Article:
Lights, Camera, Reaction
Thor Halvorssen's campaign to make Hollywood safe for non-leftists.
Aug 13, 2007, Vol. 12, No. 45 • By SONNY BUNCH
During the fourth season of HBO's hit comedy series Curb Your Enthusiasm, one of the subplots centered on the bumbling attempts of the show's star, Larry David, to take advantage of a rather unusual anniversary gift given to him by his wife: He can have an affair with any woman he wants, as long as he does it by the day of their anniversary (which also happens to coincide with the opening of Larry's Broadway debut in The Producers). Needless to say, this leads to a number of awkward encounters until finally, as time is about to run out--on the night of the show itself, in fact--the very attractive female lead in the musical invites Larry into her dressing room for a quick fling. The liberal New Yorker is game, making out with the starlet until he notices something not quite right: a picture of George W. Bush beside her vanity mirror. Disgusted, he turns away, deciding he'd rather let his gift expire than have sex with a Republican.
To many conservatives, this vignette neatly sums up Hollywood's ideological monomania: Left-wing politics trumps even a good old fashioned roll in the hay. For every Ronald Reagan extolling the greatness that is America, supporting individual rights at home and abroad, and arguing for freedom, the entertainment industry spawns twenty Alec Baldwins fulminating against American foreign policy, decrying big business's abuse of the environment, and threatening to move to Canada if Bush wins reelection. The truth is more complex, but evidence in support of the stereotype is not hard to find. When it comes time to donate money to political candidates, Democrats routinely squeeze their celebrity friends in Los Angeles for cash; in March, for example, Steven Spielberg hosted a fundraiser for Hillary Clinton that netted more than $1 million for her presidential campaign. Republicans can't count on that kind of juice.
It's not all bad news. A small segment of Hollywood was pushed rightward by 9/11, at least on national security issues; two years ago, the New York Times identified "former liberals and centrists like the actors David Zucker, Dennis Miller, James Woods and Ron Silver" as 9/12 Republicans. In the wake of Mel Gibson's The Passion of the Christ, a box office bonanza raking in $370 million, the town has seen an influx of Christian filmmakers (and Christian money: billionaire evangelical Philip Anschutz's Walden Media bankrolled The Lion, the Witch, and the Wardrobe, C.S. Lewis's Christian allegory, to the tune of $150 million). And since the early '90s, David Horowitz has hosted the Wednesday Morning Club, a group of conservatives who meet roughly once a month to hear a prominent conservative speak on the issues of the day.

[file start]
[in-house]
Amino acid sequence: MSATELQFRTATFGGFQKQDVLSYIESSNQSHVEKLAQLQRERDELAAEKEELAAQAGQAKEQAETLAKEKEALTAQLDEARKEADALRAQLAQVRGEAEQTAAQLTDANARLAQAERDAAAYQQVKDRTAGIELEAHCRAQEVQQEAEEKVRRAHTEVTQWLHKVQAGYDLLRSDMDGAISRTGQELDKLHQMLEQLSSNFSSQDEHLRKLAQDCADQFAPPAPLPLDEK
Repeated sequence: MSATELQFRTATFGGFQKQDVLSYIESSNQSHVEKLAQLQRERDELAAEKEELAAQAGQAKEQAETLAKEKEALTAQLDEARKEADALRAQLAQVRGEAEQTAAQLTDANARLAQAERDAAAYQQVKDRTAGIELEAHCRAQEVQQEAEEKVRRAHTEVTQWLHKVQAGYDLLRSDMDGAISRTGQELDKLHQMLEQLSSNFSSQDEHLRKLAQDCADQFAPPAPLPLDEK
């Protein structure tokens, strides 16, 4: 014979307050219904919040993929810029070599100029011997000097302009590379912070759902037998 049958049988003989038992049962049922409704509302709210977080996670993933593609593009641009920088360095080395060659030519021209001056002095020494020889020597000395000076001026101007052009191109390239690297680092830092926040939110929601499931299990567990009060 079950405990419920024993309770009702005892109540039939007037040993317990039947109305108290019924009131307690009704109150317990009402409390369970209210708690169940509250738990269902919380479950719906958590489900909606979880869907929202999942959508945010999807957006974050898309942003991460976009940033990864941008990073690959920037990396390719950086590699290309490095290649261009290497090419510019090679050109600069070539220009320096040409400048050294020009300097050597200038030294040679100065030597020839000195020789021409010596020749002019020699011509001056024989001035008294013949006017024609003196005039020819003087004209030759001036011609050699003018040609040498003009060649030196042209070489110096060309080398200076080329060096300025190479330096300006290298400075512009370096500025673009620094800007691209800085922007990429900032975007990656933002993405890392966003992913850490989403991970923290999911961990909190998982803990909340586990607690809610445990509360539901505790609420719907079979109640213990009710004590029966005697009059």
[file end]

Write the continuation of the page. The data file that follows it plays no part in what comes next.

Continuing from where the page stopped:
But these efforts have done little to change the climate of political conformity, not to say paranoia, in Hollywood. In a recent trip to Los Angeles, I met with members of every industry sector, from actors to writers to agents to executives, all of whom described themselves as either conservative or libertarian or simply not left-liberal. All of them swore up and down that there is no such thing as a conservative blacklist, but few of them were willing to go on the record during our discussions. As one person put it over lunch, he had nothing to gain by outing himself as a libertarian. "It's a complication I don't need. . . . Why make my life more difficult?"
Enter Thor Halvorssen, founder of the Moving Picture Institute (MPI), which is one part film production company, one part salon. Halvorssen has spent the last several years shuttling back and forth between New York and Los Angeles, building a community in Hollywood that does more than sit around and listen to conservative luminaries pontificate. He is procuring funding for films--mostly documentaries--with an optimistic and freedom-loving outlook, while simultaneously creating a community of artists that will make more such pictures in the years to come. He's also hoping to introduce a little political diversity into a monocultural industry, so that those who toil in the lower echelons of Hollywood aren't afraid to show their true political stripes, be they liberal or libertarian, conservative or Communist.
If the name sounds familiar to WEEKLY STANDARD readers, it may be because the 31-year-old Halvorssen wears more than one hat. Through his Human Rights Foundation (HRF), he has been a prominent spokesman for the liberal opposition to Hugo Ch vez in Venezuela, where he was born (see his "Hurricane Hugo" in our August 8, 2005, issue). In an interview at the Moving Picture Institute's West Hollywood headquarters (located in an apartment once owned by Sheryl Crow, in a building once used by the Kennedy brothers to host their West Coast trysts), he talked about the circuitous path that has taken him from Venezuela to the film industry.